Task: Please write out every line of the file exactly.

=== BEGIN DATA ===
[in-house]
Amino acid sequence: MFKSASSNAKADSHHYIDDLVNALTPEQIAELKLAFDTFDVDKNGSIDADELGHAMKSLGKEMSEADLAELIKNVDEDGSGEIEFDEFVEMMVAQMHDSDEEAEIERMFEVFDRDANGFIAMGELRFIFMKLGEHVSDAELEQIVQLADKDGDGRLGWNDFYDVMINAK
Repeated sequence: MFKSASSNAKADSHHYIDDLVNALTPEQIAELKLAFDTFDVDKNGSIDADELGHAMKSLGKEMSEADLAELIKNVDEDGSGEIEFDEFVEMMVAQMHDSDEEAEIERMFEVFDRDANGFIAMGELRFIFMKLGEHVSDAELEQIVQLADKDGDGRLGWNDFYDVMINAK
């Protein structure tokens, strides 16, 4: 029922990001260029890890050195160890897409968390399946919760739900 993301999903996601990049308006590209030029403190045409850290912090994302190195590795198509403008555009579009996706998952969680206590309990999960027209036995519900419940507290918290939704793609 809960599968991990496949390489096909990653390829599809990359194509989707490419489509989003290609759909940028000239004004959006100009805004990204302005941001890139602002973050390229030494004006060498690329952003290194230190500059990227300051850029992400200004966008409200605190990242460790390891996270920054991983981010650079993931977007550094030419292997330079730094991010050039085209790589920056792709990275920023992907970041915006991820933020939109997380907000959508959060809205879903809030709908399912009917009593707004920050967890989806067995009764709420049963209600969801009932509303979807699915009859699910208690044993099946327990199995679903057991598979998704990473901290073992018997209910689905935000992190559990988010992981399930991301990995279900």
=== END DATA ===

[in-house]
Amino acid sequence: MFKSASSNAKADSHHYIDDLVNALTPEQIAELKLAFDTFDVDKNGSIDADELGHAMKSLGKEMSEADLAELIKNVDEDGSGEIEFDEFVEMMVAQMHDSDEEAEIERMFEVFDRDANGFIAMGELRFIFMKLGEHVSDAELEQIVQLADKDGDGRLGWNDFYDVMINAK
Repeated sequence: MFKSASSNAKADSHHYIDDLVNALTPEQIAELKLAFDTFDVDKNGSIDADELGHAMKSLGKEMSEADLAELIKNVDEDGSGEIEFDEFVEMMVAQMHDSDEEAEIERMFEVFDRDANGFIAMGELRFIFMKLGEHVSDAELEQIVQLADKDGDGRLGWNDFYDVMINAK
């Protein structure tokens, strides 16, 4: 029922990001260029890890050195160890897409968390399946919760739900 993301999903996601990049308006590209030029403190045409850290912090994302190195590795198509403008555009579009996706998952969680206590309990999960027209036995519900419940507290918290939704793609 809960599968991990496949390489096909990653390829599809990359194509989707490419489509989003290609759909940028000239004004959006100009805004990204302005941001890139602002973050390229030494004006060498690329952003290194230190500059990227300051850029992400200004966008409200605190990242460790390891996270920054991983981010650079993931977007550094030419292997330079730094991010050039085209790589920056792709990275920023992907970041915006991820933020939109997380907000959508959060809205879903809030709908399912009917009593707004920050967890989806067995009764709420049963209600969801009932509303979807699915009859699910208690044993099946327990199995679903057991598979998704990473901290073992018997209910689905935000992190559990988010992981399930991301990995279900």